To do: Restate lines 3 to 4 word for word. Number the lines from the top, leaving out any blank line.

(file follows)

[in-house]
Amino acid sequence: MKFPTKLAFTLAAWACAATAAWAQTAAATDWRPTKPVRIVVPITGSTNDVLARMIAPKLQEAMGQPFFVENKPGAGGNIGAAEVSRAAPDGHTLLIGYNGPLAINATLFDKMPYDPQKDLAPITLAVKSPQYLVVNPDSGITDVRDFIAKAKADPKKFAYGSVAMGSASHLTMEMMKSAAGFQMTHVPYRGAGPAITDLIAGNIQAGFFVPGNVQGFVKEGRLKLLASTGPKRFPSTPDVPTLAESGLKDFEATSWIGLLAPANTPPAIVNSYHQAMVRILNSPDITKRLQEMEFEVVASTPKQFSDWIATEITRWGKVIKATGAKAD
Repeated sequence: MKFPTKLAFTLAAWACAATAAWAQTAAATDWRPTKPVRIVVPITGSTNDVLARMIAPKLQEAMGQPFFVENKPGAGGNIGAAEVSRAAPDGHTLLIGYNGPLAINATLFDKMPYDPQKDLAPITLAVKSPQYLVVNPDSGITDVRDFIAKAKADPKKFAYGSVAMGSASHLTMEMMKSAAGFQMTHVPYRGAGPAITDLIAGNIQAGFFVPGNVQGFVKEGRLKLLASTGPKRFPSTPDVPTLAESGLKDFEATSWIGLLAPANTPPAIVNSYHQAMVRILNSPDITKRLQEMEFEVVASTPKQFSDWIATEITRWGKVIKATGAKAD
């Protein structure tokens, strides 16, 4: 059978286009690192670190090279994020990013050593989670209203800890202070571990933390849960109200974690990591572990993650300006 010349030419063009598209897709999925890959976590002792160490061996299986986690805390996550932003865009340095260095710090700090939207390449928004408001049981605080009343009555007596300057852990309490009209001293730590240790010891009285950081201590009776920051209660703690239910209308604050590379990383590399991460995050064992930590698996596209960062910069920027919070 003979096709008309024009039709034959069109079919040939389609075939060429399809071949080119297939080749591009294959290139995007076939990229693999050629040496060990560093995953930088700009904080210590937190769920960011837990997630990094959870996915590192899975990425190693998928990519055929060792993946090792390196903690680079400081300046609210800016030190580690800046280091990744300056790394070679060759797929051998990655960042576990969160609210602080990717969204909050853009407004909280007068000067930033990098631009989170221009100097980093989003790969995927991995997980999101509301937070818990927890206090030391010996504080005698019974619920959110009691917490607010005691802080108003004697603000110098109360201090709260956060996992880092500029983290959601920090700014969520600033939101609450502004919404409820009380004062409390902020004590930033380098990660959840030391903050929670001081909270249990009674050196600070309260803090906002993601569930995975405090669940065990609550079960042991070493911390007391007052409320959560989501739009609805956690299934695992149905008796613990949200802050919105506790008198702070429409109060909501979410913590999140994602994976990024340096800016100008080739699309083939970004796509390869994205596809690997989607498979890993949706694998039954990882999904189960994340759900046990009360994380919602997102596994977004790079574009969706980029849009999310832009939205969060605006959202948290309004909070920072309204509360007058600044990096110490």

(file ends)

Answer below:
Repeated sequence: MKFPTKLAFTLAAWACAATAAWAQTAAATDWRPTKPVRIVVPITGSTNDVLARMIAPKLQEAMGQPFFVENKPGAGGNIGAAEVSRAAPDGHTLLIGYNGPLAINATLFDKMPYDPQKDLAPITLAVKSPQYLVVNPDSGITDVRDFIAKAKADPKKFAYGSVAMGSASHLTMEMMKSAAGFQMTHVPYRGAGPAITDLIAGNIQAGFFVPGNVQGFVKEGRLKLLASTGPKRFPSTPDVPTLAESGLKDFEATSWIGLLAPANTPPAIVNSYHQAMVRILNSPDITKRLQEMEFEVVASTPKQFSDWIATEITRWGKVIKATGAKAD
């Protein structure tokens, strides 16, 4: 059978286009690192670190090279994020990013050593989670209203800890202070571990933390849960109200974690990591572990993650300006 010349030419063009598209897709999925890959976590002792160490061996299986986690805390996550932003865009340095260095710090700090939207390449928004408001049981605080009343009555007596300057852990309490009209001293730590240790010891009285950081201590009776920051209660703690239910209308604050590379990383590399991460995050064992930590698996596209960062910069920027919070 003979096709008309024009039709034959069109079919040939389609075939060429399809071949080119297939080749591009294959290139995007076939990229693999050629040496060990560093995953930088700009904080210590937190769920960011837990997630990094959870996915590192899975990425190693998928990519055929060792993946090792390196903690680079400081300046609210800016030190580690800046280091990744300056790394070679060759797929051998990655960042576990969160609210602080990717969204909050853009407004909280007068000067930033990098631009989170221009100097980093989003790969995927991995997980999101509301937070818990927890206090030391010996504080005698019974619920959110009691917490607010005691802080108003004697603000110098109360201090709260956060996992880092500029983290959601920090700014969520600033939101609450502004919404409820009380004062409390902020004590930033380098990660959840030391903050929670001081909270249990009674050196600070309260803090906002993601569930995975405090669940065990609550079960042991070493911390007391007052409320959560989501739009609805956690299934695992149905008796613990949200802050919105506790008198702070429409109060909501979410913590999140994602994976990024340096800016100008080739699309083939970004796509390869994205596809690997989607498979890993949706694998039954990882999904189960994340759900046990009360994380919602997102596994977004790079574009969706980029849009999310832009939205969060605006959202948290309004909070920072309204509360007058600044990096110490």